Thursday night at Phog Lounge was one of the funnest shows I’ve been to in a while, with a great audience, at a great venue, with some stellar bands.
Contrary to Windsor’s infamy for audiences that show up late, there was already a sizeable crowd packing Phog at 9 pm.
And with good reason.
The Rowley Estate, a three-piece pop-punk outfit from the Windsor area, was already on stage and in full swing at this point. With raw vocals, driving guitar, and thrashy drums, these guys are more like Anti-Flag meets Bid D and The Kids Table, rather than Blink-182, and it’s a beautiful thing. They don’t take them selves too seriously, obviously enjoy being on stage, and give it their all when playing. I went into this expecting to like The Rowley Estate, and was still surprised with how much I liked them. Their cover of “And Then I Came To Terms” by Windsor pop-punk legends (and one of my favourite bands) Blurt certainly helped them out, but I would’ve been digging it anyhow.
Following this we had a band which left me smitten, The Hunters, all the way from Montreal. They opened their set with an instrumental piece that grabbed the attention of everyone in the place and opened the gates for their own variety of pop-punk. These guys were more melodic and soulful in their vocals than their predecessors, but their performance was no less energetic and engaging. The boys were very appreciative of the size of the crowd as well as their response to the music, especially considering the fact that they’re nine hours from home turf playing here for the first time. Their rendition of The Beastie Boys’ “Sabotage” went over especially well, with many singing along and groovin’ to the tune.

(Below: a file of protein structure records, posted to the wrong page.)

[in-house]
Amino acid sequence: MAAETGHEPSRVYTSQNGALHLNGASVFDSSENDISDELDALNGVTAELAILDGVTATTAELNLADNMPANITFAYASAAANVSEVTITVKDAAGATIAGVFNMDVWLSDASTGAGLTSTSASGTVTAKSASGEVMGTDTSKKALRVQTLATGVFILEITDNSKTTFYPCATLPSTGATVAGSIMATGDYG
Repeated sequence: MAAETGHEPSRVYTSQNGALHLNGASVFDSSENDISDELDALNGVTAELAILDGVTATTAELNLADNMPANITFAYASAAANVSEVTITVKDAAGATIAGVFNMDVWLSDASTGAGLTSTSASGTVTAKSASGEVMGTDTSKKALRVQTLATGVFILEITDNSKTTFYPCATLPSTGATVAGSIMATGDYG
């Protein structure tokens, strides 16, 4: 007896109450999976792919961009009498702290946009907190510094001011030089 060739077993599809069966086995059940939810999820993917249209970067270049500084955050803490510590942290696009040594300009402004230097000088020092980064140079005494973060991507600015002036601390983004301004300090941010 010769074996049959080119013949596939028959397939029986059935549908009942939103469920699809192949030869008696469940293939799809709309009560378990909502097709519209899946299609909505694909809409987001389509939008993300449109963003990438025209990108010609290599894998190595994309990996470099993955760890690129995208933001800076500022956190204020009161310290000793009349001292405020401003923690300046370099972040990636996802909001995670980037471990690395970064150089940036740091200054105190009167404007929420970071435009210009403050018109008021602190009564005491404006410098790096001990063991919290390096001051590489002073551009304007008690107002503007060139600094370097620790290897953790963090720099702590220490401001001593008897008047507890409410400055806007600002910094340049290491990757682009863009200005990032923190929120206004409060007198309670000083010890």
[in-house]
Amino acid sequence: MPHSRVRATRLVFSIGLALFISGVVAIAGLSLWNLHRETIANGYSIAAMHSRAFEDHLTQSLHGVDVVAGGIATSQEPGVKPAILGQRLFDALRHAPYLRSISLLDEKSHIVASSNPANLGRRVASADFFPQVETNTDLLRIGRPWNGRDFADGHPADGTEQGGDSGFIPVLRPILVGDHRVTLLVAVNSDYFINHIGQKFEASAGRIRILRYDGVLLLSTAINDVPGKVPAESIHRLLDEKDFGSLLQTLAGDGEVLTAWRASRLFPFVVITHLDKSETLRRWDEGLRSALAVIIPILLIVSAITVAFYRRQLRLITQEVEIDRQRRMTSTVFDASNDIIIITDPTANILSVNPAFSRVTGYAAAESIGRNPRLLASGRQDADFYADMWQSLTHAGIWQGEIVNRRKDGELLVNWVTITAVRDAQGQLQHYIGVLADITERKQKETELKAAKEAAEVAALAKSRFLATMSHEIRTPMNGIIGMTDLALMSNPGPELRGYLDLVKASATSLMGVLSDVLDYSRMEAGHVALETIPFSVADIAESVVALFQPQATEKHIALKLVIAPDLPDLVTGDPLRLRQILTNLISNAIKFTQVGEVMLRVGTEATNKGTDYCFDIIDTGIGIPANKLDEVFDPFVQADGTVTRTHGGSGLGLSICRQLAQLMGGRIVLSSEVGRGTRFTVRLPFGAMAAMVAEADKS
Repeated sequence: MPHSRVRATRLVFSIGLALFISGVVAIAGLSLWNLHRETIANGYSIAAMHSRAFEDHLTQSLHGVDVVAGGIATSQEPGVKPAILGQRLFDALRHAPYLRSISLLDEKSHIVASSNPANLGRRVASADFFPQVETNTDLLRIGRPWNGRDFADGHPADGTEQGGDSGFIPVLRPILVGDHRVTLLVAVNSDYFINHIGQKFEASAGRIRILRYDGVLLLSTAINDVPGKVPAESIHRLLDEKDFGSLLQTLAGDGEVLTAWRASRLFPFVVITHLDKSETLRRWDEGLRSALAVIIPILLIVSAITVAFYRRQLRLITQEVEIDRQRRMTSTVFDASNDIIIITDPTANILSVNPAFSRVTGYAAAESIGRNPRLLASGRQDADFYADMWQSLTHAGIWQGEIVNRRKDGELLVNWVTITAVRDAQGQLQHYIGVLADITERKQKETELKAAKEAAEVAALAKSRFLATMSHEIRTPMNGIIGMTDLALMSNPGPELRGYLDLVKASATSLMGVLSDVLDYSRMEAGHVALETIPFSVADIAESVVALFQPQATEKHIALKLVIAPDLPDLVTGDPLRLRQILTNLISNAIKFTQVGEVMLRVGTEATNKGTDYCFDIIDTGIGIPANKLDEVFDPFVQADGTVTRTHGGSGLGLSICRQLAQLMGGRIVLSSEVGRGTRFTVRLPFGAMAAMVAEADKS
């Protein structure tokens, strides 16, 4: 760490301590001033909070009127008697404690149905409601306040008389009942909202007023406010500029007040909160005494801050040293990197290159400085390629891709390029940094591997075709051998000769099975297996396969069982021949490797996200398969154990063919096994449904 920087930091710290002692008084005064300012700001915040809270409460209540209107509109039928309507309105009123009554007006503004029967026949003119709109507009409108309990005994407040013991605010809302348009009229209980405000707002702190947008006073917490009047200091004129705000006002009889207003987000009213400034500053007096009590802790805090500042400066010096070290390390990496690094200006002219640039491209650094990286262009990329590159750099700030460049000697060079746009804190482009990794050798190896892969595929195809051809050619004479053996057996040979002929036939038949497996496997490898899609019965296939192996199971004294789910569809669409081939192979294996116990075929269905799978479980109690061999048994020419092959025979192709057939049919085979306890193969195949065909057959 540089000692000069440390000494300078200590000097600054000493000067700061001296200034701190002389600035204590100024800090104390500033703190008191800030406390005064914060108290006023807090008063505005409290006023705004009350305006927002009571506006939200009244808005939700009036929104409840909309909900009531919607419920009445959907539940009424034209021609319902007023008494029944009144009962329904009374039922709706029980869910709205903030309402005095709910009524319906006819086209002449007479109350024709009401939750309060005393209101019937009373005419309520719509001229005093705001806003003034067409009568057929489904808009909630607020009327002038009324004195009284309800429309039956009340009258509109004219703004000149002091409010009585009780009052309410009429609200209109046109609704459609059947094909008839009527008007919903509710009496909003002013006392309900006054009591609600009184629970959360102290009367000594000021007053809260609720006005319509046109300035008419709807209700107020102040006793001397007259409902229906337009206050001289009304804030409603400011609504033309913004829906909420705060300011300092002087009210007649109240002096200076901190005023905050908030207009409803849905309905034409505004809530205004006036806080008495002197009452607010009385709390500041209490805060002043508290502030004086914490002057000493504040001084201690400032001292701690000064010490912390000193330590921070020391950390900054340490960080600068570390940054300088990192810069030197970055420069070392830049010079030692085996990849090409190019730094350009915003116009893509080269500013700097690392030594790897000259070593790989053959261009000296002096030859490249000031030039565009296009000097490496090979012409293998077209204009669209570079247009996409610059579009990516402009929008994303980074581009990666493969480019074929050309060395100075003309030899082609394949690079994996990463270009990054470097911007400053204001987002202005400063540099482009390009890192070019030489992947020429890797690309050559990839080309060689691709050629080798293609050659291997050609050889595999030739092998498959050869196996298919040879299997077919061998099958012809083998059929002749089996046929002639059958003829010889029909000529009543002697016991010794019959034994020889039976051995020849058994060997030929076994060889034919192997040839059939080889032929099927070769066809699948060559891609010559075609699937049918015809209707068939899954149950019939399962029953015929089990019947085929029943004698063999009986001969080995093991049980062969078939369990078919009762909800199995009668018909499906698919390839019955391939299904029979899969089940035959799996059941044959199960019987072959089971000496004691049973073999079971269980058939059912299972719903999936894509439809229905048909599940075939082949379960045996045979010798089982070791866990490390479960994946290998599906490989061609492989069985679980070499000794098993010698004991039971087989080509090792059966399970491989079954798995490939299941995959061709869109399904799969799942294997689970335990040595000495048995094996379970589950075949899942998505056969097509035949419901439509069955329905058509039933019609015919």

Also from Montreal and making a repeat performance in Windsor was Old School Politics. I had seen these guys open for Brass Knuckles back in August, so I knew what to expect – And was still surprised. The showmanship and music were both solid, with a sound that manages to be both crunchy and smooth. OSP but on a show that was wild and rowdy, with tracks that made anyone listening want to bounce around, party, and just have a general good time. They also get points on their crowd interaction, talking to individual audience members and coercing one show-goer into a beer donation in exchange for the set dedication.
As an excellent end to the night, Windsor’s own The Nefidovs took over the stage at Phog with their own brand of music that blends punk, jazz, reggae, and rock. And no, it’s not just ska. What these guys do is completely their own. This six piece tore the place up, keeping everyone enthralled with the wild twists and turns of their sound as everyone head-bobbed, skanked, and danced their way to the close of the night. If you’ve yet to catch these guys live, it is well worth it to stop by one of their shows, but in the mean time, download the Windsor Zene February 2011 sampler to get their track “Animal Love”.